By Lise Alves, Senior Contributing Reporter
SÃO PAULO, BRAZIL – Former Brazilian Chamber of Deputies president, Eduardo Cunha, has been sentenced to fifteen years and four months in prison for crimes of passive corruption, money laundering and evasion of foreign currency as well a a fine of more than R$250,000.
“The responsibility of a federal Congressman is enormous, and therefore also his guilt when he practices crimes. There can be no more serious offense than one who betrays the congressional mandate and the sacred trust that the people place in it to gain their own,” said federal judge Sérgio Moro, one of the leading figures investigating Brazil’s mega corruption scandal, Lava Jato (Carwash).
The complaint filed by the Federal Public Ministry (MPF) accused Cunha of receiving more than $1.3 million Swiss francs in bribes for Petrobras’ exploration contracts in oil fields in Benin, Africa. The contracts, according to the indictment, cost the government US$77.5 million.
The conviction also prevents Cunha from holding public office and accepting positions of director, board member or management of legal entities for the next thirty years.
With the conviction there is speculation that Cunha may now accept a plea-bargaining agreement with prosecutors. According to local media the former leader of the Lower House may know details about corruption deals which could lead to another scandal in the Lava Jato investigations.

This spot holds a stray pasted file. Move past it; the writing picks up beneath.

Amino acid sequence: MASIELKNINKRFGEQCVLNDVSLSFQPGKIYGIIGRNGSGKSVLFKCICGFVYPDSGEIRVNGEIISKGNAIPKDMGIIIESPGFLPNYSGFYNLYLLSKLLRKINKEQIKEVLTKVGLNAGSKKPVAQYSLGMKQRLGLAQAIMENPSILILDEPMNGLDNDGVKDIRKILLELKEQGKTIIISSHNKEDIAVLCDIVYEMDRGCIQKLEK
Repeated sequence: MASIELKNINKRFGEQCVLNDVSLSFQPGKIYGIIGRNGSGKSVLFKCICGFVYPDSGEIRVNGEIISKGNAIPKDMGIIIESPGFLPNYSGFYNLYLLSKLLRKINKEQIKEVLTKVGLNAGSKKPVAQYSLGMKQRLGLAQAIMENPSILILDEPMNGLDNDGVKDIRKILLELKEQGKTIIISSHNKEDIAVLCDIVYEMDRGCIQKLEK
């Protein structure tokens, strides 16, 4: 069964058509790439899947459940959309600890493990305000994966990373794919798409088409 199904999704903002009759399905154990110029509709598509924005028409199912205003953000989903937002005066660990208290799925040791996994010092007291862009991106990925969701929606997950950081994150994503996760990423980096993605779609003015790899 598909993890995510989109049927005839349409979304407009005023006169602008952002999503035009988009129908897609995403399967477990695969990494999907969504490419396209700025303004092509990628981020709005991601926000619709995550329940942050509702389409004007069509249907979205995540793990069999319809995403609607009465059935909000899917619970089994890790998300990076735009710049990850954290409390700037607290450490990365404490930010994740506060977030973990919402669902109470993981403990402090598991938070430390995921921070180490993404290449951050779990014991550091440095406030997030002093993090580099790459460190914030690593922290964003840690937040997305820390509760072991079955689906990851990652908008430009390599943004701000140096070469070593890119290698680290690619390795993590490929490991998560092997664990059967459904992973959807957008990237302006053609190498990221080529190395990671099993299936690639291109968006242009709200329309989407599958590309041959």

“We all know he knows a lot, and he has kept a lot of things, waiting for an acquittal, a softer sentence,” Congressional representative Julio Delgado was quoted by government news sources as saying.
Representative Alessandro Molon agrees with his colleague, “I hope he tells him everything he knows, so that all those who committed crimes are also held accountable, and we can clean Parliament and start a new era.”
For Molon, the sentence may generate fear among the politicians cited in the Lava Jato process. “For those who have committed crimes and who fear for their accountability, this will increase concern and will likely increase the likelihood of a Chamber reaction against measures that lead to the conviction of lawmakers and politicians.”
Adding, “That is why it is very important that society remains vigilant and that people here continue to fight to avoid any setbacks, any measures of sabotage or retaliation for Lava Jato investigations.”
Eduardo Cunha has been imprisoned in Curitiba since October 2016.